SHIP EMISSIONS and URBAN AIR QUALITY
The journal Atmospheric Environment publishes (vol. 45) a study performed by the Izaña Atmospheric Research Centre focused on the impact of ship emissions on the air quality impairment, due to sulphur dioxide and ultrafine particles, in coastal cities.
NEW STUDY: URBAN AIR POLLUTION CAUSED BY SHIP EMISSIONS
The journal Atmospheric Environment publishes (vol. 45) a study performed by the Izaña Atmospheric Research Centre (IARC) focused on assessing the impact of ship emissions on the air quality impairment, due to sulphur dioxide and ultrafine particles (diameter < 0.1 microns), in coastal cities.
Since the mid 1990s the European Commission have been forcing to decrease the emissions of pollutants in vehicle exhausts and in the industry. However, the regulations on ships have been scarce. Ships use heavy fuels, rich in sulphur, with almost no control on the atmospheric emissions. Because the lack of important regulations, emissions of sulphur dioxide since the mid 1980s in the European Union territory, have been decreasing in land, but increasing on the sea.
The new study performed by the IARC and collaborators, have shown how emissions of ships results in high concentrations of sulphur dioxide (SO2) and ultrafine particles in the urban downwind air of coastal cities. Because of their adverse effects on human health, the study is based on ultrafine particles (UFP). Ships emit particles made of carbonaceous material, metals (vanadium, nickel, and copper, among other) and sulphate. A fraction of this sulphate is ultrafine. In most of cities, UFP reach their highest concentrations in the early morning due to vehicle exhaust emissions. However, in port cities the highest concentrations of UFP are recorded from mid morning to almost evening due to inland sea breeze blowing results in the transport of the ship plumes to the city centre. For example, in Santa Cruz de Tenerife (where the study was performed), UFP exhibits concentrations within the range 15-30 thousands particles / cm3 in the early morning (07-09 h), and within the range 35-50 thousands particles / cm3 during the inland sea breeze blowing period (10-17 h) due to the fumigations of ship plumes over the city. In this period, the 65-70% of UFP are linked to ship emissions.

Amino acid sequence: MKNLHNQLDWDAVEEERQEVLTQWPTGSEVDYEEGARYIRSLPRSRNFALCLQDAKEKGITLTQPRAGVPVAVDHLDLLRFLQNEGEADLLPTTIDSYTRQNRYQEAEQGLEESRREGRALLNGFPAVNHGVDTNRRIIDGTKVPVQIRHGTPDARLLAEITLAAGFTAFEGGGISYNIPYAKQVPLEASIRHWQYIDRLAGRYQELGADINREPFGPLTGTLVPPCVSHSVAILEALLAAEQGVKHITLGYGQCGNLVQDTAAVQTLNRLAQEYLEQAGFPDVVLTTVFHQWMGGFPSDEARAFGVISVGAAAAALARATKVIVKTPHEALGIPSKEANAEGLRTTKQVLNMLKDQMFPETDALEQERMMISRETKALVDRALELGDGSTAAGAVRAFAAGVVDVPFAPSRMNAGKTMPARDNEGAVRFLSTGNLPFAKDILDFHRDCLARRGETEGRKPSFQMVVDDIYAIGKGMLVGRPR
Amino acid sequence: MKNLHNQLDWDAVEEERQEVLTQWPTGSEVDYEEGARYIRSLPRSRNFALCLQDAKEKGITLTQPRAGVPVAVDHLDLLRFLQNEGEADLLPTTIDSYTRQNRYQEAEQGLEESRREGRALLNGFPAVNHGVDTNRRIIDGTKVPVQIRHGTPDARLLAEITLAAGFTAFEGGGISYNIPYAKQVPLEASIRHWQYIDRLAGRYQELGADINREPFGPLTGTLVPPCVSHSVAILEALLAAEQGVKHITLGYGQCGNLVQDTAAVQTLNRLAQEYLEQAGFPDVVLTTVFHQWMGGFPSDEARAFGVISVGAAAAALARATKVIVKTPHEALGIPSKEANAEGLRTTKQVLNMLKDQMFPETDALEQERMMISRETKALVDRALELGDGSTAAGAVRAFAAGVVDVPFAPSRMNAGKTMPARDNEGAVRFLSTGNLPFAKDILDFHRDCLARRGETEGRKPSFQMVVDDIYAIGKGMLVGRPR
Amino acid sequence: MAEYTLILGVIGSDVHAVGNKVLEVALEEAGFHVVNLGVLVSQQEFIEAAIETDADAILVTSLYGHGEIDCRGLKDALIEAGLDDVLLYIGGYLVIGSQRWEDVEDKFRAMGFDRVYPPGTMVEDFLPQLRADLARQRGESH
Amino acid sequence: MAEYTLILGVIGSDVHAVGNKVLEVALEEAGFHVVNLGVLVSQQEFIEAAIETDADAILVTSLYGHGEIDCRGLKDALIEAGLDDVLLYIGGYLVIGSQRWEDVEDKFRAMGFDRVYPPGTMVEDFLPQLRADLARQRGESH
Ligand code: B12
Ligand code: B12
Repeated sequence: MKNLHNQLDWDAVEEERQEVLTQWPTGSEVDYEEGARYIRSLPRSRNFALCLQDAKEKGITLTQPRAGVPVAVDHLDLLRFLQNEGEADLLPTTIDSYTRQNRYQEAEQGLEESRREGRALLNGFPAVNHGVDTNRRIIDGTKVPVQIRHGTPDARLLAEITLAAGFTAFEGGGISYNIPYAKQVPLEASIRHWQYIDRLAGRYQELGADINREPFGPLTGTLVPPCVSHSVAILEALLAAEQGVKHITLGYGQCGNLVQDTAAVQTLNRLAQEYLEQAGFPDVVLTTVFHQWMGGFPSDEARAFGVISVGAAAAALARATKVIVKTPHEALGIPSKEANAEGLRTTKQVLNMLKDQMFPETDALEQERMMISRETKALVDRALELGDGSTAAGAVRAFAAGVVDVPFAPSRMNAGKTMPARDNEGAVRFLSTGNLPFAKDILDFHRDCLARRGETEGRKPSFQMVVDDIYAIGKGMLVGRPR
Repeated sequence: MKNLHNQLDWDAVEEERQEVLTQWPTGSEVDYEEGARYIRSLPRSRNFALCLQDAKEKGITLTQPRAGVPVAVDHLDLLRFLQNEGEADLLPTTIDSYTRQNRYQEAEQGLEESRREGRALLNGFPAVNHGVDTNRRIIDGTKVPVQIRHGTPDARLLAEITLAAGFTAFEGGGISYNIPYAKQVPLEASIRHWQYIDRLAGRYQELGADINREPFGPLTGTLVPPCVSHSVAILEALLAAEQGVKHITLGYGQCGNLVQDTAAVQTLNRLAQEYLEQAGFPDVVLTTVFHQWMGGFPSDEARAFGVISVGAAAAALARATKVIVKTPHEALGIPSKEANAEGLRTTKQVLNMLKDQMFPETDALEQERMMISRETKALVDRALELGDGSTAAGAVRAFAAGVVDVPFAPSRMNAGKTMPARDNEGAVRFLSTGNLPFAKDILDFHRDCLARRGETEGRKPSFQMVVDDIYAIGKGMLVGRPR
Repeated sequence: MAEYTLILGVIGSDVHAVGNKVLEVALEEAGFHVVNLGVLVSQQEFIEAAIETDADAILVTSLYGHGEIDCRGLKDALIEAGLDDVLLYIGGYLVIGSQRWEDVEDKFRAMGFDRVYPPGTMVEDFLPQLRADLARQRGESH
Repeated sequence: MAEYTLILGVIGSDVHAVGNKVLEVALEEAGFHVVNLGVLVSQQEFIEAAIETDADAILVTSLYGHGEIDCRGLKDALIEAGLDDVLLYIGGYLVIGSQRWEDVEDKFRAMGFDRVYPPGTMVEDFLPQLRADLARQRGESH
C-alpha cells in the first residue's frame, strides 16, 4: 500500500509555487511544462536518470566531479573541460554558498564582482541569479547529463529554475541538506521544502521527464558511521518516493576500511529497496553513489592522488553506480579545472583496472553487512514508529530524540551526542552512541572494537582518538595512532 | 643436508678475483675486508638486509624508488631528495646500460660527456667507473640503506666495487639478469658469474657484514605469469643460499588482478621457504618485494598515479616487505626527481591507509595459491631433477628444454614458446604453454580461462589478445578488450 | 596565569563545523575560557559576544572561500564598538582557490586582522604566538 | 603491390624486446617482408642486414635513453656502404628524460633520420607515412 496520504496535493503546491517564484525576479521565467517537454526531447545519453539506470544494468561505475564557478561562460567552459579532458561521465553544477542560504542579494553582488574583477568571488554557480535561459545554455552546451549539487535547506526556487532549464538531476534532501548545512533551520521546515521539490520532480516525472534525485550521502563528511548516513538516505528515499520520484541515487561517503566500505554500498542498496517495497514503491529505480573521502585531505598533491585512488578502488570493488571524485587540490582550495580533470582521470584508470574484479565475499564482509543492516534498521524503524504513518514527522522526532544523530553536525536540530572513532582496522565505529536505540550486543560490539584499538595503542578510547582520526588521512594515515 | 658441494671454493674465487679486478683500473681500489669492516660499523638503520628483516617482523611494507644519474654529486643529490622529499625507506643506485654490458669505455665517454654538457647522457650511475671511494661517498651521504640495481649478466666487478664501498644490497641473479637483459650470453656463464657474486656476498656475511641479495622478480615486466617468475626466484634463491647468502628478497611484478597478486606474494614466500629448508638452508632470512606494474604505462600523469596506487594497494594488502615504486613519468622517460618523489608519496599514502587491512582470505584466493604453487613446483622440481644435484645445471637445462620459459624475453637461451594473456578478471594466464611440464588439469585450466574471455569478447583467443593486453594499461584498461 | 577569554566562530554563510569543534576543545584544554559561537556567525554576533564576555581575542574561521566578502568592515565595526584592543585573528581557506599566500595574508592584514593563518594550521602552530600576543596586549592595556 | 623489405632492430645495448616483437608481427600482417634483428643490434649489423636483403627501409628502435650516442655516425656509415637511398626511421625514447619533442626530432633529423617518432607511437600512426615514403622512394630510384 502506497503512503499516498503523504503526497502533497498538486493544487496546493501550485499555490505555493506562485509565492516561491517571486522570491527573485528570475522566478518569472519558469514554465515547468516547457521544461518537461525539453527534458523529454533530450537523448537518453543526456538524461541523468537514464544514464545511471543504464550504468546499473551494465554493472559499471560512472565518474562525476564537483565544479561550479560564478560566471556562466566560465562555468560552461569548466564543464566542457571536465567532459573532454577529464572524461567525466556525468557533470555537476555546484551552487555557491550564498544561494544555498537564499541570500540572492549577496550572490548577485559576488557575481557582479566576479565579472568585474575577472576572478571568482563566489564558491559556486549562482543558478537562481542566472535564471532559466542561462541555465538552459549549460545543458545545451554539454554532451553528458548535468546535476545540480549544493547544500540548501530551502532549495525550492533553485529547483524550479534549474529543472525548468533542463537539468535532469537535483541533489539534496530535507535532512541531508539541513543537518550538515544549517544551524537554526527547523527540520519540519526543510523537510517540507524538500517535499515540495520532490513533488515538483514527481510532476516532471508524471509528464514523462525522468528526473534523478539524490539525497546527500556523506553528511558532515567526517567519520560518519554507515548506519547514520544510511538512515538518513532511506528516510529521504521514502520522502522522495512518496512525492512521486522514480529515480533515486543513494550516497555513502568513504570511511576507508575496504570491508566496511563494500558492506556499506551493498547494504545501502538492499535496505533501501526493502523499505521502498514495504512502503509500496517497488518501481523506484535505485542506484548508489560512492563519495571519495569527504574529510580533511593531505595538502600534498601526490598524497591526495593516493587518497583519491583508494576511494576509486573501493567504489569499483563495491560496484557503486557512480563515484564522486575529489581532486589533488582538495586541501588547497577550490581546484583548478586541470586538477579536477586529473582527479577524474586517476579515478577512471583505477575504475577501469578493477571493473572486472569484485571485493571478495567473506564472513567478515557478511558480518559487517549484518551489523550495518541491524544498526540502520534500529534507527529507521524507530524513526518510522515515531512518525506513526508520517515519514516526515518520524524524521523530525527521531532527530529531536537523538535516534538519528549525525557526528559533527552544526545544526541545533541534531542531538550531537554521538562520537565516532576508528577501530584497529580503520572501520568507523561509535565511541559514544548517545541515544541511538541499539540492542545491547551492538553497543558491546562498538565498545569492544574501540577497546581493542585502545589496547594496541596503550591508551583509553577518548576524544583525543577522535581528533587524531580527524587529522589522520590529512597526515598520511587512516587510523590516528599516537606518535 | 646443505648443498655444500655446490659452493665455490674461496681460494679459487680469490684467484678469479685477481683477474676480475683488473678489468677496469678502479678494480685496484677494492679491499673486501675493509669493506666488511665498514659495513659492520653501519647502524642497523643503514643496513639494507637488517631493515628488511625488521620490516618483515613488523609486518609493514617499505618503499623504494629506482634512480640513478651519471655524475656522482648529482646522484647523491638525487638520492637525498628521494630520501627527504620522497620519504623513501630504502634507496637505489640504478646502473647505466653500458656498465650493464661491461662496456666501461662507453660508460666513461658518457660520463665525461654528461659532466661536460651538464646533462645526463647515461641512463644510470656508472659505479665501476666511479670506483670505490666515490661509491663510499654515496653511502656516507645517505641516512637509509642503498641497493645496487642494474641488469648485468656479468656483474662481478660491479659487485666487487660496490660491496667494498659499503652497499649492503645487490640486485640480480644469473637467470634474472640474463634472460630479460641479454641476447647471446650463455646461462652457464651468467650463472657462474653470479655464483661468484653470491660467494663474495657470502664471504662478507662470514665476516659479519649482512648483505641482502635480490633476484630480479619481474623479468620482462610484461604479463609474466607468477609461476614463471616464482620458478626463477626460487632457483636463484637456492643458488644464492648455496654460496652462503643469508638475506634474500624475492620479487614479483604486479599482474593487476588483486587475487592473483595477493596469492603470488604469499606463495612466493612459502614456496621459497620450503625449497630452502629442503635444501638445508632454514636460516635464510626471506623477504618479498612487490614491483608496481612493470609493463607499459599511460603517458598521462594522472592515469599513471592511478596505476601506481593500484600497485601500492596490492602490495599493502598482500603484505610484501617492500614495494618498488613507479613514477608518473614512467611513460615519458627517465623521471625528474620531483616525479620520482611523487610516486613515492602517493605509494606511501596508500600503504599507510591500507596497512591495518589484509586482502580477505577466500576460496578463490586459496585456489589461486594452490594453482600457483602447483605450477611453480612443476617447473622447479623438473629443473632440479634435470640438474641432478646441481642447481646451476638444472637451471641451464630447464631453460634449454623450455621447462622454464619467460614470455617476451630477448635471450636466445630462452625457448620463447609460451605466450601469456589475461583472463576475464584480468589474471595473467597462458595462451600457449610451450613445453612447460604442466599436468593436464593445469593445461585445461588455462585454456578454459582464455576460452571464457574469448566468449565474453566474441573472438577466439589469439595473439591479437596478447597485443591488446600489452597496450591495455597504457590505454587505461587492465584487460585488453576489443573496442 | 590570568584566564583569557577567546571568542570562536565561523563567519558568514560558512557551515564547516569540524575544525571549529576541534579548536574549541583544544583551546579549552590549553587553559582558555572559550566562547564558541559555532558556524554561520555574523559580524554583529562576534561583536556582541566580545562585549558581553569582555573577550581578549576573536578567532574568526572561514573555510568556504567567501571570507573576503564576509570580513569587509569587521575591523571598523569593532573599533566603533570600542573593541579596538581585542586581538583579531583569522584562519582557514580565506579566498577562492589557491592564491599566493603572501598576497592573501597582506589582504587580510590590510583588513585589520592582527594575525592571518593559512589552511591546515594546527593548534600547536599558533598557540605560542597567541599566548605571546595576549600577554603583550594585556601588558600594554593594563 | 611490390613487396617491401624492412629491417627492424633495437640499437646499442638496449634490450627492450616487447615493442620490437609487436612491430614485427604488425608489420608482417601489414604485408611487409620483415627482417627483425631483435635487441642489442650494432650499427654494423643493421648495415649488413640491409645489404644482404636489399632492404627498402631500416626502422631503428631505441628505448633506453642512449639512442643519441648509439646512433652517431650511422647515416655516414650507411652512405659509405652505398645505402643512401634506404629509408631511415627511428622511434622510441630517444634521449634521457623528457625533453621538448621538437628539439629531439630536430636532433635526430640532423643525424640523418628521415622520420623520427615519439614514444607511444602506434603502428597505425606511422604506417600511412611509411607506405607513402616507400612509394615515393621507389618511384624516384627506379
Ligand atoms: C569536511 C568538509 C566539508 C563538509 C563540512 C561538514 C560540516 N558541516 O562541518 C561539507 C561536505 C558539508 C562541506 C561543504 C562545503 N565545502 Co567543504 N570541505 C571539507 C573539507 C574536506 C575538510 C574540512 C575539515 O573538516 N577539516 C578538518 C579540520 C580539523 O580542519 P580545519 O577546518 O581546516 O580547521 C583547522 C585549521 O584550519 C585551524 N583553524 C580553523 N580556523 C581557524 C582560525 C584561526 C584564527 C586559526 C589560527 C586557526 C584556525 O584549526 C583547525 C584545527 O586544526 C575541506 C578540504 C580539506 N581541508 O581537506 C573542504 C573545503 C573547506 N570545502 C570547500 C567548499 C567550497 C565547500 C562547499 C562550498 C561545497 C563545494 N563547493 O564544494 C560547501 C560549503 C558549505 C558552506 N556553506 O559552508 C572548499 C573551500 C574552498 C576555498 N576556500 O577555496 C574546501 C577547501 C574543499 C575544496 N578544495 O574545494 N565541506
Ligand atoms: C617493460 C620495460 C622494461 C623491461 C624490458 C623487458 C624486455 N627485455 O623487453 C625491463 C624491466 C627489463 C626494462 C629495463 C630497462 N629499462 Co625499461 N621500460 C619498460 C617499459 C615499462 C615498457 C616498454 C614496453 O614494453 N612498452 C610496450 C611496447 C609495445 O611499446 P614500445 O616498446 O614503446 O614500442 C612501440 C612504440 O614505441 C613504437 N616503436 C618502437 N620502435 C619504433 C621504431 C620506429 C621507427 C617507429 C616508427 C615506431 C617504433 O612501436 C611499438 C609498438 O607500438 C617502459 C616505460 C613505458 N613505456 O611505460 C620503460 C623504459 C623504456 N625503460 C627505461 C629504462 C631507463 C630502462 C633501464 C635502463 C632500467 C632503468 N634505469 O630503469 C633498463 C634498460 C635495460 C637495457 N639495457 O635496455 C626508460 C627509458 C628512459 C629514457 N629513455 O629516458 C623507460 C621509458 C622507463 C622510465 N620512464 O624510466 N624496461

The problem is more severe when onshore ships have their engines working (for self power supply). Some ports have already onshore power supply systems for ships (World Ports Climate Initiative: http://www.wpci.nl/). These actions contribute to improve air quality. Emissions from ships impair human health, results in acidification of coastal water and estuaries and influence on processes affecting climate.
|Title: Ultrafine particles pollution in urban coastal air due to ship emissions.
Publication: Atmospheric Environment, 45, 4907-4914, 2011.
Authors: Yenny González, Sergio Rodríguez, Juan Carlos Guerra García, Juan Luis Trujillo, Rosa García.